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To build or not to build?

Jeff Caldwell 03/02/2011 @ 8:51am Multimedia Editor for Agriculture.com and Successful Farming magazine.

The farmland market is hot. It's even getting the attention of financial giants like Berkshire Hathaway Inc. CEO Warren Buffett, who said in a CNBC interview Tuesday that he'd rather have all the farmland in the world than all the gold in the world.

Agriculture.com Farm Business Talk member farmandfire knows that. It's where he can build his farm's value now, and other farmers have told him so. But, he needs a new farm shop to accommodate his growing number of "sideline businesses," which represent a growing part of his farm's income. He's got doubts, though, fueled mainly by other farmers' comments.

"Here are the comments I have received so far: 'The shop will never pay for itself. Why dump money into a shop when at your age, you could be putting that aside for land? You can bankroll it, but do you really want to?'" farmandfire, 34, says in Farm Business Talk.

He's currently working in a heated 3-stall garage since his farm's larger shop isn't heated and has very little lighting. But, his list of sideline businesses -- which now includes commercial snow removal and prescribed fire operations -- is getting longer, and he knows he's well on his way to outgrowing his current space.

"I am in need of a larger area to work. The larger the side jobs get, the more equipment," he says. "We typically get our fire equipment ready at this time of year, but with the last 2 years, we have had all the fire equipment and snow equipment packed into that 3-stall garage because winter doesn't seem to want to leave early. My father has no desire to have a shop, and in turn has no desire to help put one up, which I can see being at the age where retirement is coming."

So, he wants to know: Does it make sense to build a bigger, better farm shop right now?

"For the amount of machinery you must have, you will pay for that shop quicker than you think by saving shop rates on your repairs, besides any other doors it might open for you," says Farm Business Talk member infire, who adds his situation is very similar to farmandfire's. "Get some trusses ordered and put floor heat in!"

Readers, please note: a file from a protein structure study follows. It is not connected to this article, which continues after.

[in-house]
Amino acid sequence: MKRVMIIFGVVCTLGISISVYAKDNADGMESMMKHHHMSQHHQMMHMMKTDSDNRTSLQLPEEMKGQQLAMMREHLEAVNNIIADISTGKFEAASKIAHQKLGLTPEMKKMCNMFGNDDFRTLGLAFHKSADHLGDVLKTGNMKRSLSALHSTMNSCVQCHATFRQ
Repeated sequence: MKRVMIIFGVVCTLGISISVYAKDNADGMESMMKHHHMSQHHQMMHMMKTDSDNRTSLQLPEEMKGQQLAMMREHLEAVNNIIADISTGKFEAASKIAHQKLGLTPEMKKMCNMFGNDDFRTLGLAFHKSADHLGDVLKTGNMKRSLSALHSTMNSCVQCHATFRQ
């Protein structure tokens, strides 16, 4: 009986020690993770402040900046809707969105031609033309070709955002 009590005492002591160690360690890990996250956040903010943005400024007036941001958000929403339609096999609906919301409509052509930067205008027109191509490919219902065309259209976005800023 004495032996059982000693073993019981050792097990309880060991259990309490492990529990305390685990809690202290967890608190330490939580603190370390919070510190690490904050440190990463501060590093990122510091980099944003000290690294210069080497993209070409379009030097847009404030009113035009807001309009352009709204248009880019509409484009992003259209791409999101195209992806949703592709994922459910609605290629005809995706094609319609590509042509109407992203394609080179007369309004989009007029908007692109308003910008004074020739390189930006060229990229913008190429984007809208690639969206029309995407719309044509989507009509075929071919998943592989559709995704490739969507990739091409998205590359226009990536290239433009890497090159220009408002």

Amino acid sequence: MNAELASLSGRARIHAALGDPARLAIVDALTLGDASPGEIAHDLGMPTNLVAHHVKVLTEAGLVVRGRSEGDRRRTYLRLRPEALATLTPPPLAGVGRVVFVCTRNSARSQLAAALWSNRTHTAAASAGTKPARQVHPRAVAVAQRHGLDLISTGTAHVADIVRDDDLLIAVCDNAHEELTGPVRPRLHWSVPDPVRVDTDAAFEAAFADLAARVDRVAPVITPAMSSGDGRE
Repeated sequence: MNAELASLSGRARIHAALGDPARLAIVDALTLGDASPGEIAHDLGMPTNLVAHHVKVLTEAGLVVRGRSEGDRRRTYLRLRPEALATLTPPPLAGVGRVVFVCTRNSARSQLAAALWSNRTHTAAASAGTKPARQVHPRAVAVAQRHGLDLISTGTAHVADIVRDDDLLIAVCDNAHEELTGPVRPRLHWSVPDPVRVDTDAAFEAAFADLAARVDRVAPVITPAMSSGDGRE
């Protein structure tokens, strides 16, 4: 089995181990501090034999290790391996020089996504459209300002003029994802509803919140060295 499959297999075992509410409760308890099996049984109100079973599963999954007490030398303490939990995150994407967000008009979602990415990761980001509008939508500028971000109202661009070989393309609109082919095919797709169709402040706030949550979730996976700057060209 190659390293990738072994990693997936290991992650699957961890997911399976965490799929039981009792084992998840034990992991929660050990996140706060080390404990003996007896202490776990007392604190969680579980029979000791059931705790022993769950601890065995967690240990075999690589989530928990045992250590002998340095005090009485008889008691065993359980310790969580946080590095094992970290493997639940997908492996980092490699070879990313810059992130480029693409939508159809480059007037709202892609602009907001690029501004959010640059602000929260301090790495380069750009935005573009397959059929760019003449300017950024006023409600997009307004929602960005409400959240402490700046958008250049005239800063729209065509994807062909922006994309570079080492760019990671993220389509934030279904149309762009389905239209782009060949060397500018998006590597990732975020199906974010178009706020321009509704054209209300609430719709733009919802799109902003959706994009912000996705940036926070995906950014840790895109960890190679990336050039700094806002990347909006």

Jim Meade / Iowa City agrees, adding that having a better workspace would likely have benefits he may not be considering. "Build the shop.  Build it as soon as you can. Build it as big as you can afford and deliberately build so you can expand it. Build in floor heat and good lighting," he says. "Your work will be more efficient. Your dad will very soon want to use the shop for his repairs, too."

But, what about the cost? It could be tough to shoulder, especially if the sideline businesses dry up or if grain prices tighten. But, there may be alternatives, says Farm Business Talk member Kay/NC.

"I'd bet you could trick out a good tool truck with portable generator, air compressor, and welding equipment, and spare set of tools, for far less than an empty shop building...You've got to equip either way," she says. "You have a lot of freedom as it is now, and you never know where your diversifications may turn in the future.  A tool truck is an easier asset to relocate or liquidate than is a building on your family's land, if things went south or you got a much better opportunity further from home, for example. I have seen way more people regret taking on new debt than I have ones who were glad they waited. I think that there is another, more reasonable way to skin the repair cat."

 

But, back to Buffett's point on the farmland market right now. It's hot enough right now that maybe he could leverage his existing land base to fund a new shop, says Farm Business Talk member BA Deere.

"With land the price it is, 10 acres would probably put up a nice shop. If farming goes the direction it has been and you decide to quit, you'll maybe expand your other businesses and building shops won't get any cheaper," he says. "Unless the current commodity and land bubble is different, the cost of production will at some point grain will level off at the cost of production."

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